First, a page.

*  *  *  *  *

Thanks, Jim! And come back next Friday for more from Jim Korkis!

In the meantime, check out his books, including his new books Vault of Walt Volume 9: Halloween Edition, and Hidden Treasures of the Disney Cruise Line.

 

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April 9, 2021   No Comments

Next Week (April 10 through April 18, 2021) at Walt Disney World

DISNEY WORLD NEXT WEEK: APRIL 10 TO APRIL 18, 2021

The material below details next week’s Disney World operating hours, parades, and fireworks.

Things are … a little different… as Disney World re-opens.  See this for park previews and key insights.

OPERATING HOURS AT WALT DISNEY WORLD 4/10-4/18/21

The Magic Kingdom will be open from 8a-9p every day

Epcot will be open from 11a-11p every day

Disney’s Hollywood Studios will be open from 9a-8p every day

Disney’s Animal Kingdom will be open from 8a-8p every day

EXTRA MAGIC HOURS AT WALT DISNEY WORLD 4/10-4/18/21

There will be no Extra Magic Hours anymore.  They will be replaced later in the year by a new program.

PARADES AT WALT DISNEY WORLD 4/10-4/18/21

There will be no parades until further notice.

FIREWORKS AND EVENING SHOWS AT WALT DISNEY WORLD 4/10-4/18/21

Some brief incidental fireworks may happen at various times at Magic Kingdom.

Otherwise, there will be no evening shows until further notice.

SHOW SCHEDULES FOR WALT DISNEY WORLD 4/10-4/18/21

See Steve Soares’ site here. Click the park names at its top for show schedules.

 

 

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April 8, 2021   No Comments

Fridays with Jim Korkis: Disney’s Caribbean Beach Resort

Welcome back to Fridays with Jim Korkis! Jim, the dean of Disney historians, writes about Walt Disney World history every Friday on yourfirstvisit.net.

DISNEY’s CARIBBEAN BEACH RESORT

By Jim Korkis

Disney’s Caribbean Beach Resort opened October 1, 1988 with calypso music and games as the first Disney moderate resort hotel. When the resort opened it was the fifth largest hotel complex in the United States. It was designed by Fugleberg Koch Architects of Winter Park, Florida.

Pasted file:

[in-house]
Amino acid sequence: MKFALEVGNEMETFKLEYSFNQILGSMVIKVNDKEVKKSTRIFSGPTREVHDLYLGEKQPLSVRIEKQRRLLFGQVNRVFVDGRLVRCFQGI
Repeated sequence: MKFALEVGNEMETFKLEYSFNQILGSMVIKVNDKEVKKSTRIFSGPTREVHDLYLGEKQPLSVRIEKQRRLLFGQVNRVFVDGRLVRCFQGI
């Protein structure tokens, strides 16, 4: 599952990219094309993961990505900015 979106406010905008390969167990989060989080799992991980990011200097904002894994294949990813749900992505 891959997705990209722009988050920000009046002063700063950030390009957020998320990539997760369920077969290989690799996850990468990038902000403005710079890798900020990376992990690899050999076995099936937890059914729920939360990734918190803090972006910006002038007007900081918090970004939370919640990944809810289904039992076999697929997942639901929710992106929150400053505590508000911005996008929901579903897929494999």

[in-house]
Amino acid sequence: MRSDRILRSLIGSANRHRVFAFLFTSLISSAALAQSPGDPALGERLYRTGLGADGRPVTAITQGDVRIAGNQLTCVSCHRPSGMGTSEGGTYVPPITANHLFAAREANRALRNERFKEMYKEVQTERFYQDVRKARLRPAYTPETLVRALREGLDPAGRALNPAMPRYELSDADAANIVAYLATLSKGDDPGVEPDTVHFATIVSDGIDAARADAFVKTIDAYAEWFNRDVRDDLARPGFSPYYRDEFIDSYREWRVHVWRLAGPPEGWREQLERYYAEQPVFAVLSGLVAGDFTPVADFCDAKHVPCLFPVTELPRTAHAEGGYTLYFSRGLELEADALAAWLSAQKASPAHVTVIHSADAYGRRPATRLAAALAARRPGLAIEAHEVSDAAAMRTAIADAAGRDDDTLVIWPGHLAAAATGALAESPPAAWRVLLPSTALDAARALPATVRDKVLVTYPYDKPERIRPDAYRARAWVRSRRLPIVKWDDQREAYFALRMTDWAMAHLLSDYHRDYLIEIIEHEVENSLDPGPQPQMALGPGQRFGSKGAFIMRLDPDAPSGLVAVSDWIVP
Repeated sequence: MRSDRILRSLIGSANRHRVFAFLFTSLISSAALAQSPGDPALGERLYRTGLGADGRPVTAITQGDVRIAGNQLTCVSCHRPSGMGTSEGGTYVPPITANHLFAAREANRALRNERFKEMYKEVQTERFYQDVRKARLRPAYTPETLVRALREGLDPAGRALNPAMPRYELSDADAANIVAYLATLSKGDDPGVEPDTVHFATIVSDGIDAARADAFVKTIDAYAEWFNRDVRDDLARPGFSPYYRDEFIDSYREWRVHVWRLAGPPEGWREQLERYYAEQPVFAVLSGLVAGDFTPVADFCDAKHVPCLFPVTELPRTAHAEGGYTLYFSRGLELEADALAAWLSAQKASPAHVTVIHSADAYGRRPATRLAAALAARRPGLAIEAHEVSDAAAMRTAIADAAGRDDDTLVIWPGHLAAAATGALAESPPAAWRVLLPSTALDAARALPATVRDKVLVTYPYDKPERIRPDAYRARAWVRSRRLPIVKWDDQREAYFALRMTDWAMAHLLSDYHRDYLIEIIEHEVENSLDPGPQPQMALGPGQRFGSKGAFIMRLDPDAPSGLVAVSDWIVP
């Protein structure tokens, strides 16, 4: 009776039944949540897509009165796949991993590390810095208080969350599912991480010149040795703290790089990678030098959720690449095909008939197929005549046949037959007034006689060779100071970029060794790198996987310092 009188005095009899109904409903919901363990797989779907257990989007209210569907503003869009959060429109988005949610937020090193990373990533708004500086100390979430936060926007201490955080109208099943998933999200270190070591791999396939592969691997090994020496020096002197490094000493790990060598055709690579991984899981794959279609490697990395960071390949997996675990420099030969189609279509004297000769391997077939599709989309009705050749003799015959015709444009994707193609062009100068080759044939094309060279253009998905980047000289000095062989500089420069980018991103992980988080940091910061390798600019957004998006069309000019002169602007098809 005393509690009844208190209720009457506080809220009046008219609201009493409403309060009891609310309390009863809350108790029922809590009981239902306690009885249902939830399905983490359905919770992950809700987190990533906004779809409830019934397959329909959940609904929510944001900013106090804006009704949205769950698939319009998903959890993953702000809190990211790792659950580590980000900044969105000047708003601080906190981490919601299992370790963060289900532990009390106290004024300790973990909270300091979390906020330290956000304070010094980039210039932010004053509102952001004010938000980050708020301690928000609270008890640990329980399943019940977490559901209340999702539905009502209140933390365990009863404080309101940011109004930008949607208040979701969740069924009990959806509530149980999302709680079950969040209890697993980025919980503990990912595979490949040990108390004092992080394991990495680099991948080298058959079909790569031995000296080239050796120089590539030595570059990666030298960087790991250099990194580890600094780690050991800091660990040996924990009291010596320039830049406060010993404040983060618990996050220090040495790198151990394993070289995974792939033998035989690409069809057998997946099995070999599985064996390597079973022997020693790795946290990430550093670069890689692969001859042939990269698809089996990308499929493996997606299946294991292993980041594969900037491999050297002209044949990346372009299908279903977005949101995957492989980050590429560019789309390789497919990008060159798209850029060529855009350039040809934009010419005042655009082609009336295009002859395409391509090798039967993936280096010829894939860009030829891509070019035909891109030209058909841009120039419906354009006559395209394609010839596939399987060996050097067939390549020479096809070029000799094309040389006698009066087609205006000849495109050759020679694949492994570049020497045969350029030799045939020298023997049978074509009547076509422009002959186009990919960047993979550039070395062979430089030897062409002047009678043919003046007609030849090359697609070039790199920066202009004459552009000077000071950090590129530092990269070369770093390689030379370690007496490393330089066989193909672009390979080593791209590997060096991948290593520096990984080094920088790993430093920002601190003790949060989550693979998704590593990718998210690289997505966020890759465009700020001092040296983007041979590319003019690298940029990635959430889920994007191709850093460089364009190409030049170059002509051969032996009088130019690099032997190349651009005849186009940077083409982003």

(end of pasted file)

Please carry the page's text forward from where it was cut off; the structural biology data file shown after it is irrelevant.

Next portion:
In keeping with the Caribbean theme, the resort is split into five island-themed “villages”: Aruba, Martinique, Barbados, Trinidad and Jamaica. These two story buildings blend tranquil pastel walls and white-wood railings. They feature vividly colored metal roofs.

These areas surround the 45 acre lake called Barefoot Bay. A mile-long promenade filled with walking/running trails and small white sandy beaches surround the bay.

In the center of the man-made lake is Caribbean Cay, an island with a playground, picnic area, and lots of lush foliage. Caribbean Cay is connected to the promenade on each side by a footbridge.

Cay (pronounced “key”) refers to a small, low-elevation, sandy island on the surface of a coral reef and comes from the Spanish word “cayo.” It is a popular term for islands in the Caribbean area. Key West was originally called “Cayo Hueso”.

“We’re building a fun experience, a vacation,” said Wing Chao, vice president of the Disney Development Company when the resort opened. “A hotel is an extension of the guest experience. When they leave the Magic Kingdom they can continue their fantasy at their accommodation. We want the theming to be so pervasive that guests feel like they’re walking onto a movie set.”

That movie set was meant to reflect the brightly colored and laid back atmosphere of the Caribbean with references to its history as a haven for pirates. That includes a pirate themed pool area with cannons that shoot water. A pirate-ship-themed playground sits in the middle of a kids’ pool.

Older kids can climb a spiral staircase to the top of a turret for an 82-foot trip down the larger slide and through the fortress wall.

In January 2009, Disney refurbished many rooms in the Trinidad village with a pirate theme that included nautical details and pirate ship-shaped beds. Unique touches in the room include the dresser resembling crates and the mini-fridge fitting inside a barrel.